Firestorm - Eureka Sand Dunes, Death Valley, California
If this photo looks slightly dark, it should. This was one of the most unique weather systems I've ever seen in my life.
The evening started out with huge ominous clouds filling the sky, followed by pouring rain, lightening, sunshine, more rain and some hail.
Just before the sun dipped below the mountains to the West the clouds split and the sky lit up just enough to cast a huge double rainbow over the entire desert.
The sky surrounding the rainbow and dunes was charcoal, nearly black. The dunes were lit with yellow & magenta casting strange light over the entire landscape.
It's hard to tell from this photo, but the scale of this scene is massive. This picture comes from 3 handheld horizontal raw files blended in photoshop to create approximately 180 degree field of view.
The dunes alone are 700 feet tall on the righthand side of the photo... given that size the rainbow probably peaks out at 2000+ feet in the air or more. Cool stuff!
I spent 3 days in the Eureka dunes area. For anyone that's ever been there you know there is nothing to do besides hike and sweat your ass off.
Most of my days were spent reading, napping & writing. The nights were spent shooting & exploring.
Next time your here try hiking out on the dunes at night... make sure to take a map and compass. During the day this place is easy to navigate. At night, with no Moon I nearly had a scare. I was lost for at least an hour in the dunes.
Thankfully there is a road North West of the dunes so tracking a NW heading on the compass you're sure to hit it! That's the only thing that kept me from spending the night on the dunes.
This location really interested me so upon returning home I started to read a lot about the area. Here is some cool info from the National Park Website:)
At first glance the Eureka Dunes appear desolate. What could possibly survive the hardships of this area? Plants and animals must endure the shifting sands, as a windstorm could bury them alive or expose them to the drying sun. The dry surface is deceptive, for dunes can hold water like a sponge. The Eureka Dunes receive more rainfall than others in the Death Valley area because their location at the western base of a mountain range that captures precipitation from passing storms. For perhaps 10,000 years these dunes have existed, providing a unique habitat for specialized lifeforms to evolve. The isolation of Eureka Dunes from other dune fields has led to the development of endemic species of plants and animals that are found nowhere else in the world. Besides 5 species of endemic beetles, 3 special plants have their entire range limited to this island of sand.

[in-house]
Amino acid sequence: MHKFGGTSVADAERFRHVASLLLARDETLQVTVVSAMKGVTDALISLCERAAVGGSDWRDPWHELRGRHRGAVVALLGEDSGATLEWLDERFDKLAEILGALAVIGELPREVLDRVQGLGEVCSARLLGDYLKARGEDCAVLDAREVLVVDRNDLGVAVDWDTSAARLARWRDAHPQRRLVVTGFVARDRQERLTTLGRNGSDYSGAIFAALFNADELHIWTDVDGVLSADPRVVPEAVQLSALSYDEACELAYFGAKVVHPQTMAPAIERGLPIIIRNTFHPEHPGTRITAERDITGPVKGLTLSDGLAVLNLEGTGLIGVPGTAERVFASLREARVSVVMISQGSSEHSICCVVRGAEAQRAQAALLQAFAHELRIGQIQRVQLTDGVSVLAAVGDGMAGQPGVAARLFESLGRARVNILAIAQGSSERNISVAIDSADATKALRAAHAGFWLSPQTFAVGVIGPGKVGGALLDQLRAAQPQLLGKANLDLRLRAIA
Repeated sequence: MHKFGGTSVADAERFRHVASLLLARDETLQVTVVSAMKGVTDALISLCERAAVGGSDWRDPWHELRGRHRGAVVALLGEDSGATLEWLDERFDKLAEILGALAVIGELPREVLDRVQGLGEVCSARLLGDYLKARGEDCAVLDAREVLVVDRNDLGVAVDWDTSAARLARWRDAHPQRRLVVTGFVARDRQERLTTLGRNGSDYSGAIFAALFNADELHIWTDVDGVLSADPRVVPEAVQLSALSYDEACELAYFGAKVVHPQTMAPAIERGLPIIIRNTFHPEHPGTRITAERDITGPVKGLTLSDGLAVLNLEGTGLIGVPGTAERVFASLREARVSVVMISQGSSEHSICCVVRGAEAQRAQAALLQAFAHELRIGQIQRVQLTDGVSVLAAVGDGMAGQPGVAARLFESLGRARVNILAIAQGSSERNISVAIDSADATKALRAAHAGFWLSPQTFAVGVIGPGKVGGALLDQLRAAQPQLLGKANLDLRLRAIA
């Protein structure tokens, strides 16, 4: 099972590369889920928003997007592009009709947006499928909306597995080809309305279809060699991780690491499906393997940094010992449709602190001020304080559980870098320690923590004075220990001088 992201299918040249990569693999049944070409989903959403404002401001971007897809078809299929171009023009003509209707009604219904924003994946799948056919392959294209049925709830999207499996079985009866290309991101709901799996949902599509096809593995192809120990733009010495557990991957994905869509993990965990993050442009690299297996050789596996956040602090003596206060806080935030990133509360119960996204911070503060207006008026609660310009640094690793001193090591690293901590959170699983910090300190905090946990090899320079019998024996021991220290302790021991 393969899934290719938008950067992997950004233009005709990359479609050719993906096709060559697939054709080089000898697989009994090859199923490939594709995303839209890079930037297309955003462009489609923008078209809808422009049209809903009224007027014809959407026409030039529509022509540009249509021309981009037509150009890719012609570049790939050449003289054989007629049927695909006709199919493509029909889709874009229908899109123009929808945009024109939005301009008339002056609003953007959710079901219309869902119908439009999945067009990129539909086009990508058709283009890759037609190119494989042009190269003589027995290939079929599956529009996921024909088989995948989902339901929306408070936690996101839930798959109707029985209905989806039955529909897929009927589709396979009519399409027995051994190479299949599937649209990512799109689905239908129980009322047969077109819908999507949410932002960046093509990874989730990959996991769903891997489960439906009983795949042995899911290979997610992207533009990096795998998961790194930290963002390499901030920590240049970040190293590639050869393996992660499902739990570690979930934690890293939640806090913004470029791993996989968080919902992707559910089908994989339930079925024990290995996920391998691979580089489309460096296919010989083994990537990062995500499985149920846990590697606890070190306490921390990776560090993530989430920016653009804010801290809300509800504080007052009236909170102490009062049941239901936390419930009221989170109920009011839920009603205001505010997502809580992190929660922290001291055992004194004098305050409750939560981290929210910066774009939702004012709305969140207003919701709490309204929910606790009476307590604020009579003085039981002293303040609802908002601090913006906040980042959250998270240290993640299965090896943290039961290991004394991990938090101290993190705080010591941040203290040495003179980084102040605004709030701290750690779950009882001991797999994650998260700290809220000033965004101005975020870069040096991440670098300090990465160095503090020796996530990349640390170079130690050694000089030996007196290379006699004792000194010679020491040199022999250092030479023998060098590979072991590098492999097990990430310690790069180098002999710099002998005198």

The climb to the summit of the dunes is not an easy walk. All the slopes are steep and the loose sand gives way beneath your feet. At the top, the sweeping view seems reward enough for your efforts, yet if the sand is completely dry you may experience one of the strangest phenomena to be found in the desert: singing sand. When the sand avalanches down the steepest face of the highest dune, a sound like a bass note of a pipe organ or the distant drone of an airplane can be heard eminating from the sand. If the dune is at all damp (even though it may not feel so to the touch) no sound will be made. Why this occurs is not fully understood, but may have something to do with the smooth texture of the sand grains and the friction of those grains sliding against each other.
Thanks for looking,
Dave MorrowDave Morrow ChromecastDave Morrow PhotographyDave Morrow Star PhotographyNik Color Efex ProNikkor 1424 f2.8GNikkor 28300mm f3.55.6Nikon D800Really Right Stuff TVC34L Versa Series 3 Tripoddave morrow milky waydave morrow milky way photosdave morrow night photographydave morrow night photosdave morrow photography videosdave morrow photosdave morrow tutorialsdave morrow video tutorialsdeath valley hikingdeath valley national parkdeath valley photoseureka dunes death valleyhiking reportsphoto locations death valleyphotography death valleyreally right stufftrip reports